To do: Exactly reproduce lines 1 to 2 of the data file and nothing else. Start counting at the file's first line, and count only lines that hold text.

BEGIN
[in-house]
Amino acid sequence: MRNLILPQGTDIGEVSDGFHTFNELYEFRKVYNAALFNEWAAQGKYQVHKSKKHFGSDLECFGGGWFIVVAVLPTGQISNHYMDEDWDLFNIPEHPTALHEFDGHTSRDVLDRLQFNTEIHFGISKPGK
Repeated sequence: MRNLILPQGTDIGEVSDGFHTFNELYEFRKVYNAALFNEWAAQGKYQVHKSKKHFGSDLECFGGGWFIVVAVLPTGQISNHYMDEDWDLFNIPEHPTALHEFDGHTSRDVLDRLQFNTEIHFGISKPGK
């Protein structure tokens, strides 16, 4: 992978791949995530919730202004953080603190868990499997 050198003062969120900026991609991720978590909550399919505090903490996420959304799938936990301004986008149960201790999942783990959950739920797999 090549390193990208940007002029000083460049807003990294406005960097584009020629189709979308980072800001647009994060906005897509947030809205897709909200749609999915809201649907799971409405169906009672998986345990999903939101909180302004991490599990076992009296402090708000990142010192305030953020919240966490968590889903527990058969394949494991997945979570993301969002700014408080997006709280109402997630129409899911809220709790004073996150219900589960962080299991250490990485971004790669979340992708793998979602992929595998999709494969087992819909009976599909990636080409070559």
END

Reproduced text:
[in-house]
Amino acid sequence: MRNLILPQGTDIGEVSDGFHTFNELYEFRKVYNAALFNEWAAQGKYQVHKSKKHFGSDLECFGGGWFIVVAVLPTGQISNHYMDEDWDLFNIPEHPTALHEFDGHTSRDVLDRLQFNTEIHFGISKPGK